RE: [ksurfschool] Foil AOA comish
All my # steps were totally related to paragliding. Someone asked before
what this is all about.
That's all I tried to explain.
ist.com]On Behalf Of Colin Gowland
Sent: Friday, September 29, 2000 10:59 AM
Subject: Re: [ksurfschool] Foil AOA comish
> 2. best glide - hands up = no brakes applied , you have best glide and topride
> speed on given line trim, but you sinking faster (On kite this is fast
> with best upwind but a bit less pull).I'm not sure how much kitesurfing you've done Dave but from my experience of
riding foils (not designing, only beginning to understand that) I tend to
ride in what you call "best glide" mode ALL THE TIME. Brakes come on only in
extremely underpowered conditions. Otherwise the kite is just pulling too
much downwind and I get sucked into an apparent wind death trap. I need to
have the kite set fast otherwise I can't handle the power. (PS I like to
ride super-powered up all the time.. the only way to get incredible jumps)
I'd really like to see someone handle an super-powered up foil and have some
brake applied. Basically I am trying at all times to push the kite farther
to the edge of the window so that it doesn't completely overpower me and
brakes only hinder this action.
> This is good, but there is higher risk of collapses in turbulence. Youhave
> to watch your brake pressure and be in control all the time !!This has got to be some kind of myth or else symptoms of riding with no
brakes in an underpowered situation. I haven't experienced very much luffing
while riding. Maybe it's just my Concept Air kites though... but wait I
didn't see any foil users in the gorge (F-One mostly) using brakes... or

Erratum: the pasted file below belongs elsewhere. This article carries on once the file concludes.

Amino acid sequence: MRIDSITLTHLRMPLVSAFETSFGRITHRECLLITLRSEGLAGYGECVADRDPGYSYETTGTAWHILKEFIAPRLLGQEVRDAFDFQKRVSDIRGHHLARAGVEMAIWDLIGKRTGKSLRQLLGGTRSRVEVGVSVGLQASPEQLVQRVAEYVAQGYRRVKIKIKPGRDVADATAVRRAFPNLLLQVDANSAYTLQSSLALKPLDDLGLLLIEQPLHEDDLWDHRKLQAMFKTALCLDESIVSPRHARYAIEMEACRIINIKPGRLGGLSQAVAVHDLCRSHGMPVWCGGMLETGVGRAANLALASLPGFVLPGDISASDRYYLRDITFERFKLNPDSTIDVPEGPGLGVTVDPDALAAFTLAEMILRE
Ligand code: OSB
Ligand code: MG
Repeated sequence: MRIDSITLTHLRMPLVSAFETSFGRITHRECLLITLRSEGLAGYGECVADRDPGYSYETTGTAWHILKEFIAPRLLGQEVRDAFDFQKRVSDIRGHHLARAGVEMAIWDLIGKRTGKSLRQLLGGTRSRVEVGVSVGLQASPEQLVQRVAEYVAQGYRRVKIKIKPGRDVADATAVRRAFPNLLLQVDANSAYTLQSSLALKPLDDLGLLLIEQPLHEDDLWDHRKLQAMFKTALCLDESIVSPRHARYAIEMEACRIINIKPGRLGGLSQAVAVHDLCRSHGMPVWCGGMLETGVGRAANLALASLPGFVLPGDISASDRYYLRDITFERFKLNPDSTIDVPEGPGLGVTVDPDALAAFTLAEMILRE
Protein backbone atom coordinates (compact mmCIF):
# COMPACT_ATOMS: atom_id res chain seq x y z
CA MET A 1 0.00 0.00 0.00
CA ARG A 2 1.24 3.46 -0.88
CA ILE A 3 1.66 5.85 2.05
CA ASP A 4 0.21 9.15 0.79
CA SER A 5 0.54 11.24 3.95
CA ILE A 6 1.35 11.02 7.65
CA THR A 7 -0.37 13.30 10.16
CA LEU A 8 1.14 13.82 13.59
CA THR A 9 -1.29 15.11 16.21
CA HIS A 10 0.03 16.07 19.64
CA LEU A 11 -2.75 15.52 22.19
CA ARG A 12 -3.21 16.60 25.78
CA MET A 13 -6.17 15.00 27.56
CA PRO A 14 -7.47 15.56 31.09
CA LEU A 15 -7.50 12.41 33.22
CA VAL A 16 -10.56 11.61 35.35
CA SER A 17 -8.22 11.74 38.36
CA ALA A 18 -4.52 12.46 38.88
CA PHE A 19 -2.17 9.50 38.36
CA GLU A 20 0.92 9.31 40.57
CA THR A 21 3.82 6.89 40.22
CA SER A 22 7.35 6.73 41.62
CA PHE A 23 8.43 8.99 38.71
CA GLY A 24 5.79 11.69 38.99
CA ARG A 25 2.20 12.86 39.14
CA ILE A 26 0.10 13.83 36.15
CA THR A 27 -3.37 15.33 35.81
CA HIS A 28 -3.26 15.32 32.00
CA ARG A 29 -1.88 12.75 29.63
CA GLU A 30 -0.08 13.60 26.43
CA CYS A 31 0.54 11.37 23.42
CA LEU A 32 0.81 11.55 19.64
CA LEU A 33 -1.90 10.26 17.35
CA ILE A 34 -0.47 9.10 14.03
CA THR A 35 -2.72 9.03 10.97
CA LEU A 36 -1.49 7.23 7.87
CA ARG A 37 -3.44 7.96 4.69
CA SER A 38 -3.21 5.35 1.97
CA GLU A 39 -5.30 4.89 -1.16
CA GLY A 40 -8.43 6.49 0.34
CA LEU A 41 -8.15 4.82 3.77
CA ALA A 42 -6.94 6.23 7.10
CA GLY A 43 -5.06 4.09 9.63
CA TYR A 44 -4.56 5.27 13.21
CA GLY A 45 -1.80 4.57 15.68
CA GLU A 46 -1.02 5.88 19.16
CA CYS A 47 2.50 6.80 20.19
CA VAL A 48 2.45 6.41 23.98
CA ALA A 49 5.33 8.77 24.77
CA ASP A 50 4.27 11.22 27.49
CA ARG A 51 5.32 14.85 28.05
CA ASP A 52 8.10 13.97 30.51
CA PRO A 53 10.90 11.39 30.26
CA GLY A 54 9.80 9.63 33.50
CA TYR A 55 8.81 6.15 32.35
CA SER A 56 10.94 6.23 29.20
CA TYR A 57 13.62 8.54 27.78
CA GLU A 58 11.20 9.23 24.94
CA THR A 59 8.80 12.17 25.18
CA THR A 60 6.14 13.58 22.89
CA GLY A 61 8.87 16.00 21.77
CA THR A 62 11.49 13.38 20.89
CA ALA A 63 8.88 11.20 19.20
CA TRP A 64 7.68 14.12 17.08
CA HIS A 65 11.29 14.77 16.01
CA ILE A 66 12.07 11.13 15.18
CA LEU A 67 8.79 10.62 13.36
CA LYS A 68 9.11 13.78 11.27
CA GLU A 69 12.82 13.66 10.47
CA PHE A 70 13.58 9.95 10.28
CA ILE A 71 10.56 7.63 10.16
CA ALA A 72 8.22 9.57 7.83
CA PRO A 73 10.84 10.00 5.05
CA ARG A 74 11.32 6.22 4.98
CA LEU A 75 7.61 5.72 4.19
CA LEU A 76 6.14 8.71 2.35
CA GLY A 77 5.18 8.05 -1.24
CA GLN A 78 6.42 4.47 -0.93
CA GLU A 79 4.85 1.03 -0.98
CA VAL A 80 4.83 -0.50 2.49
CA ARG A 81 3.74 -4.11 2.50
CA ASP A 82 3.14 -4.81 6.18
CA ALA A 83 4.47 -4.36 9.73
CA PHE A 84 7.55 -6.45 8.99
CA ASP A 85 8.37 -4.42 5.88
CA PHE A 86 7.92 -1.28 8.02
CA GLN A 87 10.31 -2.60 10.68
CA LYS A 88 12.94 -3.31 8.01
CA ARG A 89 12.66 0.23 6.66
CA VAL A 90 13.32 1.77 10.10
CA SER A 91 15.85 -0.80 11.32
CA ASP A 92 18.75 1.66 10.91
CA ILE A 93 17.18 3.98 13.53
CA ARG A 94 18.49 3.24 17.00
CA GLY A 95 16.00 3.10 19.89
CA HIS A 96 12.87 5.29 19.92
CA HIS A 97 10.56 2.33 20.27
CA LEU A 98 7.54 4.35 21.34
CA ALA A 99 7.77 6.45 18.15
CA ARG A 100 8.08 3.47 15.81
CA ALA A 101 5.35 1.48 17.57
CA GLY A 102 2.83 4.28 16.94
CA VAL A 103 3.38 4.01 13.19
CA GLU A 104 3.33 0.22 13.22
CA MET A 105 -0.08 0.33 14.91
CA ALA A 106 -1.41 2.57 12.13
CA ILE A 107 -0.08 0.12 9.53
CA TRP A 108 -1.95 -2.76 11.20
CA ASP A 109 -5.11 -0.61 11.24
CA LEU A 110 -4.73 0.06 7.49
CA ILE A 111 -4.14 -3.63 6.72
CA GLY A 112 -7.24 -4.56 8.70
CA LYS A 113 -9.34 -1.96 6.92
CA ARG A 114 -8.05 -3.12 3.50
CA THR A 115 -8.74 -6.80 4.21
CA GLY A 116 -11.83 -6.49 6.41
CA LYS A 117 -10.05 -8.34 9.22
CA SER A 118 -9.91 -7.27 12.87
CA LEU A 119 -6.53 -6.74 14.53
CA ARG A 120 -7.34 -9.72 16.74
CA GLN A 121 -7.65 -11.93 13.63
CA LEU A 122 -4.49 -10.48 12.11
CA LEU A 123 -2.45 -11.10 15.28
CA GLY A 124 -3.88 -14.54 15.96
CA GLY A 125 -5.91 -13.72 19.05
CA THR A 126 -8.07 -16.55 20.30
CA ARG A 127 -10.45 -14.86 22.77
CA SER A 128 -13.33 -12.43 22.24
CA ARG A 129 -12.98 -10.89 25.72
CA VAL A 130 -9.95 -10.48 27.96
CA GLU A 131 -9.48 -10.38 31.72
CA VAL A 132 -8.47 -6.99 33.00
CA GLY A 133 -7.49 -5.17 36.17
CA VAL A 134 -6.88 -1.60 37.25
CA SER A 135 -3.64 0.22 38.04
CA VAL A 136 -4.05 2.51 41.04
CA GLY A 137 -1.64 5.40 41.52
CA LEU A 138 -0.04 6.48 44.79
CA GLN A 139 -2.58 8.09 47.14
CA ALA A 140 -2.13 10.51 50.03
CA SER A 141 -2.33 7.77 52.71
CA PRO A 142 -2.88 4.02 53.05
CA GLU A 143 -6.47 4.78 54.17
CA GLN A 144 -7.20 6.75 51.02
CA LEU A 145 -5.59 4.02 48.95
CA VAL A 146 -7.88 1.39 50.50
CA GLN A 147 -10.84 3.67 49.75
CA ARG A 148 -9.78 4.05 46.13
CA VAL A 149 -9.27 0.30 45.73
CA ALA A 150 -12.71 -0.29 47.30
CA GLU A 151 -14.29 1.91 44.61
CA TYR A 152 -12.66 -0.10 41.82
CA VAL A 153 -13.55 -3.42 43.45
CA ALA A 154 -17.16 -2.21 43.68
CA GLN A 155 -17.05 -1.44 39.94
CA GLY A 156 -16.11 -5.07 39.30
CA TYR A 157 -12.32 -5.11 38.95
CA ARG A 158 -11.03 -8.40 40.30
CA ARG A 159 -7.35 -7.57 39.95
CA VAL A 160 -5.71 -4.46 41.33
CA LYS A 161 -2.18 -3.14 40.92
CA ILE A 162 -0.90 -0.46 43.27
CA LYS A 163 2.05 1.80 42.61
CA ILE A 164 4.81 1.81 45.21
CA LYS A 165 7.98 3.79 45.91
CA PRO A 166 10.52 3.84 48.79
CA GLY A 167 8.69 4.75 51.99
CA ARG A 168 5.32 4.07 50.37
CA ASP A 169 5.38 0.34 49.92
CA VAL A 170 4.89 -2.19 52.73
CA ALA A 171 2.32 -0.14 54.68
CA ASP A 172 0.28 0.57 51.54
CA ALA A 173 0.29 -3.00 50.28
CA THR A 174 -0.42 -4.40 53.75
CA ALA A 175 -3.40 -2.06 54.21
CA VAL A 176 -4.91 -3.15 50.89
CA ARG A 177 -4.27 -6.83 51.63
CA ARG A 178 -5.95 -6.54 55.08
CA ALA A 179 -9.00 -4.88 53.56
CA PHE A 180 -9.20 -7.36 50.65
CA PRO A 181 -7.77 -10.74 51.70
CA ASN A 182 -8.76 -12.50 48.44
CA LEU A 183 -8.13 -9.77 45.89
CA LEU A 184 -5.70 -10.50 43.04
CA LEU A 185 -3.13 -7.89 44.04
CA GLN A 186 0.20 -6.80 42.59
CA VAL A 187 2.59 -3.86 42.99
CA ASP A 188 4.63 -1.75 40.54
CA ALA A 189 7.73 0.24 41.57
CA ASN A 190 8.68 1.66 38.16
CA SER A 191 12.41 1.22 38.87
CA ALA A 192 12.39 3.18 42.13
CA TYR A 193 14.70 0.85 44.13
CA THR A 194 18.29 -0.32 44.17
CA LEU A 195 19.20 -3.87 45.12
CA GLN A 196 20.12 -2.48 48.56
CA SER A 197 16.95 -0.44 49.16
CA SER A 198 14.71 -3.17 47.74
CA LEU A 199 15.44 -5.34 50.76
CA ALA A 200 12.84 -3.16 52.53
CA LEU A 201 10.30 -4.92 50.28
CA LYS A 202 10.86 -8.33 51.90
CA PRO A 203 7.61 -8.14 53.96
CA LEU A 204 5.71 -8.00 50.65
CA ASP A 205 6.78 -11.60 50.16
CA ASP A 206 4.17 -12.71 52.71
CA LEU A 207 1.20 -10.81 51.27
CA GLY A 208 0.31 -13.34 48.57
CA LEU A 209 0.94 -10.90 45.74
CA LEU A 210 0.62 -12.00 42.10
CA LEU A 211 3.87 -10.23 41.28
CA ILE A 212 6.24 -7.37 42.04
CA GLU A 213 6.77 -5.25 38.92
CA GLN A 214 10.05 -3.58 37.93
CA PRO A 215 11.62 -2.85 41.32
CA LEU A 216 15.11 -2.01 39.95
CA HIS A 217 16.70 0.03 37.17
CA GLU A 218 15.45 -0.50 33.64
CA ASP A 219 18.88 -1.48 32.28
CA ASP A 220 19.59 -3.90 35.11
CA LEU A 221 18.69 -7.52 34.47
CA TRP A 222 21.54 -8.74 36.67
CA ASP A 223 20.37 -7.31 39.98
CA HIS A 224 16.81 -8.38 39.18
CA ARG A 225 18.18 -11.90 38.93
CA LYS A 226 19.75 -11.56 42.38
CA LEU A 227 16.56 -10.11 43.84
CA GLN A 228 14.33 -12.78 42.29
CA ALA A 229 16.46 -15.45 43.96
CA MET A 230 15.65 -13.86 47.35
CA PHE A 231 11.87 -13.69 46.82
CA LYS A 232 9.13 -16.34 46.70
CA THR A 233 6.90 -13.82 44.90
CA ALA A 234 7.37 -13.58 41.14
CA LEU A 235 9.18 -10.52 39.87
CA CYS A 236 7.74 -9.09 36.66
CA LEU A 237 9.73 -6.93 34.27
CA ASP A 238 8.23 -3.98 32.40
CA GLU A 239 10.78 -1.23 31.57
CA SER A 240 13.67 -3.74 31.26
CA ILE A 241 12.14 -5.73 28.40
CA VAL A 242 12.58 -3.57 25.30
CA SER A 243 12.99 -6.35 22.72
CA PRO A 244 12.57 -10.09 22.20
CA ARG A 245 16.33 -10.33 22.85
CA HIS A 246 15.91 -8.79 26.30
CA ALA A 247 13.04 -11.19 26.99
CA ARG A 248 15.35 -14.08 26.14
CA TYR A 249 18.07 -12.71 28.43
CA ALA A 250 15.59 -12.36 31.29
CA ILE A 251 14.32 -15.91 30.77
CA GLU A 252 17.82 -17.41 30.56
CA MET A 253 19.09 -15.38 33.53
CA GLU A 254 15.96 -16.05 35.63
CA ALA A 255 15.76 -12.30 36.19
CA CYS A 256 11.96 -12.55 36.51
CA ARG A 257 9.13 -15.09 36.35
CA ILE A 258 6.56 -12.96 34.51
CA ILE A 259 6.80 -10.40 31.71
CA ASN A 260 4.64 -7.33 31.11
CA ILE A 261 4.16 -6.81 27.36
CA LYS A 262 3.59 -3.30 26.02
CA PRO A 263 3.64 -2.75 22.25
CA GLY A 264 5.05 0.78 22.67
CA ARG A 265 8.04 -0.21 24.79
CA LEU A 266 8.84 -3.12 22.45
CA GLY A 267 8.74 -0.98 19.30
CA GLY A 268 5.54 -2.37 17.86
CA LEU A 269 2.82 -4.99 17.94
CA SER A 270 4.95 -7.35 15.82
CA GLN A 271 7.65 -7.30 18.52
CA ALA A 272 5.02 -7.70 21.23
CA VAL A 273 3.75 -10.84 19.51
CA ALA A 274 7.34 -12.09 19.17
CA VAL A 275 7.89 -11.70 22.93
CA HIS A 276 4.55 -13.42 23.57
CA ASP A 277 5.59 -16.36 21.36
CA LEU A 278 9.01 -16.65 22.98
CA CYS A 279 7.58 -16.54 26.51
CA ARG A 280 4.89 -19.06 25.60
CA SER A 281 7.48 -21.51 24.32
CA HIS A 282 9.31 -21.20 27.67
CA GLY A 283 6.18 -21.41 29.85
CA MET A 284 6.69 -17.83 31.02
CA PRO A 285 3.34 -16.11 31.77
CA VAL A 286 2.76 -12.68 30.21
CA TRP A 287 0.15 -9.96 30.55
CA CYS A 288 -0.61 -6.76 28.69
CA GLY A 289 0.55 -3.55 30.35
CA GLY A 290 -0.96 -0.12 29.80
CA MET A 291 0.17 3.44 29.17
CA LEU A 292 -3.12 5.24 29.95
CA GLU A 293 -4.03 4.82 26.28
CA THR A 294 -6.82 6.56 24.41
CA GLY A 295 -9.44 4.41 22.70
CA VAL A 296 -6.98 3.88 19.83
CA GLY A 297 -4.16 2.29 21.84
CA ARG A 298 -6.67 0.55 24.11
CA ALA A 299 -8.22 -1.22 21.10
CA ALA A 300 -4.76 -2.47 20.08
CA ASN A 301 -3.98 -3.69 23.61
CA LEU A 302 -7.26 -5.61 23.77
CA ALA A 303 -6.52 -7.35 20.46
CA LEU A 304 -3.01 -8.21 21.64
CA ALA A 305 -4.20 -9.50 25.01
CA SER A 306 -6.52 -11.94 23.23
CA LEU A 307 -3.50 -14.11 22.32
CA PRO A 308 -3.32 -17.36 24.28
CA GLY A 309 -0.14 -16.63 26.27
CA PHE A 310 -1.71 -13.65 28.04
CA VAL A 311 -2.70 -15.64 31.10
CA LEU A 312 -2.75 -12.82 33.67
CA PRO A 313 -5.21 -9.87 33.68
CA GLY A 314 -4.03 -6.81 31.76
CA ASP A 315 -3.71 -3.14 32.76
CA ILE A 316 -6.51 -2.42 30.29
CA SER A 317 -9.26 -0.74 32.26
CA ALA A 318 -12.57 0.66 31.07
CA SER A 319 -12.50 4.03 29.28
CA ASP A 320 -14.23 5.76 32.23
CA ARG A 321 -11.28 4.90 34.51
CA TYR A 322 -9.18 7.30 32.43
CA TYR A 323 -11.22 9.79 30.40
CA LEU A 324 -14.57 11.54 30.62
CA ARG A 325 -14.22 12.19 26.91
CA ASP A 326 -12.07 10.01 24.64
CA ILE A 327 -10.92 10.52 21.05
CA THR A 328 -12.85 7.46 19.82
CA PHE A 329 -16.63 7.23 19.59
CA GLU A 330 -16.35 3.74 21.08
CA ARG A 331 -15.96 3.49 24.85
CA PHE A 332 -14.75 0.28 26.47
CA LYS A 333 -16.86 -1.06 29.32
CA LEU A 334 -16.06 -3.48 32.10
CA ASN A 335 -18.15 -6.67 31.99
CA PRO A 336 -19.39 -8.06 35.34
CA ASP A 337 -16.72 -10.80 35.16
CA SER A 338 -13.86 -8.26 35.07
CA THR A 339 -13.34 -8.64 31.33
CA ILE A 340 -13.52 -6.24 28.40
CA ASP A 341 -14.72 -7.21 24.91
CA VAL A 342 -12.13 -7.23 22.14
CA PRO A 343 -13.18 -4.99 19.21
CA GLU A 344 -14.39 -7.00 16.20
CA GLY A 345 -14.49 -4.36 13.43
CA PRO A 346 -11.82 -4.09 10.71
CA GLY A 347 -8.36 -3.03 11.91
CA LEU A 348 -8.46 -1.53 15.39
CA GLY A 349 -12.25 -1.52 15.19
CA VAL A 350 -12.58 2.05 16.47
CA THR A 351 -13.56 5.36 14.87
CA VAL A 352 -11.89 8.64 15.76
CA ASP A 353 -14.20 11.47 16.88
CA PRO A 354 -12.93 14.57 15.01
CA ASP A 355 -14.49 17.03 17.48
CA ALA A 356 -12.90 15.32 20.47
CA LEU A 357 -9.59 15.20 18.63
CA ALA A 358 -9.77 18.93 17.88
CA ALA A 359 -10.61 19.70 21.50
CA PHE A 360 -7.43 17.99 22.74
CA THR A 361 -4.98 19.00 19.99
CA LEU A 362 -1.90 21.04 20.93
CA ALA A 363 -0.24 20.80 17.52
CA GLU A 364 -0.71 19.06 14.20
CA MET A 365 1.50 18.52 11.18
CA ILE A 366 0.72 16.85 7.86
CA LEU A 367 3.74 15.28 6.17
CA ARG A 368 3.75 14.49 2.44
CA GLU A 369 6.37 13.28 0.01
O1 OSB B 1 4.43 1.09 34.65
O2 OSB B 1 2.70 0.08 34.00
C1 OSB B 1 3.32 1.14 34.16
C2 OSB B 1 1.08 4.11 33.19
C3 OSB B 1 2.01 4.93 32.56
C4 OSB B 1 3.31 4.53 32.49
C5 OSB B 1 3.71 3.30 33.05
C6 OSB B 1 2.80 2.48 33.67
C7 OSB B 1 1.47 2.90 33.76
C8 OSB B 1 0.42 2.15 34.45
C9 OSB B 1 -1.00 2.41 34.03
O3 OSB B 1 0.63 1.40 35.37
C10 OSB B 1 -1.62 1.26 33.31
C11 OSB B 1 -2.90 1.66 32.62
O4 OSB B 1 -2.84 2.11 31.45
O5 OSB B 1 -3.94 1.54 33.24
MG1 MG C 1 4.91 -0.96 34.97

anyone on Flexifoil blades. They weren't luffing at all and they were flying
. You can gain +15 km speed !!
> BUT you are flying at the most sketchy trim - any turbulence and leading"tossing
> edge goes to full collapse, recovery is messy and often followed by
> your laundry" alias reserve chute deployment.Well, the way Concept Air has setup the kites, you can pick between 3 knots
> (With kites - way of recovery is also important)
to attach the flying line. Fast (for steady and stronger winds), medium
(compromise) and slow (stable, grunt). The VAOAS system just let's you vary
the position of the attachment point while flying the kite instead of on
land. It really has nothing at all to do with brakes. If the kite feels like
it is going to luff, you can just pull on the center line and it instantly
reverses (increasing aoa and pulling on some brake when you pull enough line
in) ... an easy recovery.
. We also designed "power steering"
> system which engage brake pull on wing tip when you turn the bar - I dareto
> say that WET is fastest turning water kite right now!You could add brake like flying with handles to any foil and it would turn
really fast. I prefer to turn without brake especially when powered up.
Kite is very solid in
> clean air, pull quite smooth and as every ram air in gusts needs fasterI tried it yesterday and I agree! Very smooth power! Quite user friendly!
> reaction from pilot.
> We have the same brake tension adjustment ( it is notit
> "real" A0A trim - you just go for brake set up as per my #2/3 above) and
> helps to "calm down" kite in turbulence and control maybe 10-15% of power,Actually you do not have the same brake tension adjustment as the VAOAS.
> but is not as effective as sheet in-out on inflatable kites.
Which is pretty close to "real" AOA trim. Changing the flying line
attachment point between AB and CD bridles changes angle of attack on a foil
does it not? However you do have a similar brake tension adjustment to the
factory Concept Air New Wave.